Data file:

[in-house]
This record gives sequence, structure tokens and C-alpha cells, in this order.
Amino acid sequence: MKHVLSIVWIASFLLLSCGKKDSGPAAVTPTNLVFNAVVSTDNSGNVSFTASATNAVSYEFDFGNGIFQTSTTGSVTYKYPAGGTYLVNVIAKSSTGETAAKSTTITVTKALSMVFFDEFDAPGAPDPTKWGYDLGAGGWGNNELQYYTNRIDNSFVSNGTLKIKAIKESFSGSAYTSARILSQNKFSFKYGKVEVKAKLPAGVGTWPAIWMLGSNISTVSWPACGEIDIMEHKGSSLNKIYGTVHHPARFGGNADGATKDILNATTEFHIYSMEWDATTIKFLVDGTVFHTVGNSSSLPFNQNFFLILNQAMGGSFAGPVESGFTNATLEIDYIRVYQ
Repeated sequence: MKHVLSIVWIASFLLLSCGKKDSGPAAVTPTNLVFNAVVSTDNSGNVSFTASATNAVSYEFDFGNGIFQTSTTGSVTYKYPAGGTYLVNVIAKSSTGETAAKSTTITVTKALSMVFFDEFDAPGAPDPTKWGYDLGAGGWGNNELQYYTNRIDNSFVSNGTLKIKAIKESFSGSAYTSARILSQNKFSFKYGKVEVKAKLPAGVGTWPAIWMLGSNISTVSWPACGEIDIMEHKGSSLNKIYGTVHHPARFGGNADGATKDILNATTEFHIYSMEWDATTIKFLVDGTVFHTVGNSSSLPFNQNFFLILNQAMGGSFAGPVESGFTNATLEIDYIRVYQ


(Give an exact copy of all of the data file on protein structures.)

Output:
[in-house]
This record gives sequence, structure tokens and C-alpha cells, in this order.
Amino acid sequence: MKHVLSIVWIASFLLLSCGKKDSGPAAVTPTNLVFNAVVSTDNSGNVSFTASATNAVSYEFDFGNGIFQTSTTGSVTYKYPAGGTYLVNVIAKSSTGETAAKSTTITVTKALSMVFFDEFDAPGAPDPTKWGYDLGAGGWGNNELQYYTNRIDNSFVSNGTLKIKAIKESFSGSAYTSARILSQNKFSFKYGKVEVKAKLPAGVGTWPAIWMLGSNISTVSWPACGEIDIMEHKGSSLNKIYGTVHHPARFGGNADGATKDILNATTEFHIYSMEWDATTIKFLVDGTVFHTVGNSSSLPFNQNFFLILNQAMGGSFAGPVESGFTNATLEIDYIRVYQ
Repeated sequence: MKHVLSIVWIASFLLLSCGKKDSGPAAVTPTNLVFNAVVSTDNSGNVSFTASATNAVSYEFDFGNGIFQTSTTGSVTYKYPAGGTYLVNVIAKSSTGETAAKSTTITVTKALSMVFFDEFDAPGAPDPTKWGYDLGAGGWGNNELQYYTNRIDNSFVSNGTLKIKAIKESFSGSAYTSARILSQNKFSFKYGKVEVKAKLPAGVGTWPAIWMLGSNISTVSWPACGEIDIMEHKGSSLNKIYGTVHHPARFGGNADGATKDILNATTEFHIYSMEWDATTIKFLVDGTVFHTVGNSSSLPFNQNFFLILNQAMGGSFAGPVESGFTNATLEIDYIRVYQ